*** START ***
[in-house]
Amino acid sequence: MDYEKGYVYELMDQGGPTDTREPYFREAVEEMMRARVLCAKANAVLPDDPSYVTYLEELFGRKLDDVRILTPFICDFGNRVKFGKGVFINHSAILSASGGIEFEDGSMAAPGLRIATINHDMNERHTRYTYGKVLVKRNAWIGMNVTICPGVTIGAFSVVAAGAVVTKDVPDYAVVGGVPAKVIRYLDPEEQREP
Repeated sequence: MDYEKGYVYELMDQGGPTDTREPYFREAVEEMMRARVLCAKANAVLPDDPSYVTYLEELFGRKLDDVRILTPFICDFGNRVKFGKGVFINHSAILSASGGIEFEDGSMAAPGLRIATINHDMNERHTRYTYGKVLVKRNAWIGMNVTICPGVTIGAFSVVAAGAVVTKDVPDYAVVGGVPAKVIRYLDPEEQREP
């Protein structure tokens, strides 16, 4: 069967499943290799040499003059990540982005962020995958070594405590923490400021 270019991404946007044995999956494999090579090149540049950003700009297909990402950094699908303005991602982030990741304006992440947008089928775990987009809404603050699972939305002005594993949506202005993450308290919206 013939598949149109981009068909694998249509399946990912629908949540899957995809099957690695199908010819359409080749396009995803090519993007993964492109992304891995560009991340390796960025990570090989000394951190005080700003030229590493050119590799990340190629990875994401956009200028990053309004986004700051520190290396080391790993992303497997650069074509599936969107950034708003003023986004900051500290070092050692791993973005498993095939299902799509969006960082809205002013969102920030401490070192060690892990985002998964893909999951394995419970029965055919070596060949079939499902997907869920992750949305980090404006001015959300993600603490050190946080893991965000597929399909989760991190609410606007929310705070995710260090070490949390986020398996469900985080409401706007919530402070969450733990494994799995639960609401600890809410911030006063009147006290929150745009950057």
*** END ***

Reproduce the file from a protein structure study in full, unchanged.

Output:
[in-house]
Amino acid sequence: MDYEKGYVYELMDQGGPTDTREPYFREAVEEMMRARVLCAKANAVLPDDPSYVTYLEELFGRKLDDVRILTPFICDFGNRVKFGKGVFINHSAILSASGGIEFEDGSMAAPGLRIATINHDMNERHTRYTYGKVLVKRNAWIGMNVTICPGVTIGAFSVVAAGAVVTKDVPDYAVVGGVPAKVIRYLDPEEQREP
Repeated sequence: MDYEKGYVYELMDQGGPTDTREPYFREAVEEMMRARVLCAKANAVLPDDPSYVTYLEELFGRKLDDVRILTPFICDFGNRVKFGKGVFINHSAILSASGGIEFEDGSMAAPGLRIATINHDMNERHTRYTYGKVLVKRNAWIGMNVTICPGVTIGAFSVVAAGAVVTKDVPDYAVVGGVPAKVIRYLDPEEQREP
């Protein structure tokens, strides 16, 4: 069967499943290799040499003059990540982005962020995958070594405590923490400021 270019991404946007044995999956494999090579090149540049950003700009297909990402950094699908303005991602982030990741304006992440947008089928775990987009809404603050699972939305002005594993949506202005993450308290919206 013939598949149109981009068909694998249509399946990912629908949540899957995809099957690695199908010819359409080749396009995803090519993007993964492109992304891995560009991340390796960025990570090989000394951190005080700003030229590493050119590799990340190629990875994401956009200028990053309004986004700051520190290396080391790993992303497997650069074509599936969107950034708003003023986004900051500290070092050692791993973005498993095939299902799509969006960082809205002013969102920030401490070192060690892990985002998964893909999951394995419970029965055919070596060949079939499902997907869920992750949305980090404006001015959300993600603490050190946080893991965000597929399909989760991190609410606007929310705070995710260090070490949390986020398996469900985080409401706007919530402070969450733990494994799995639960609401600890809410911030006063009147006290929150745009950057």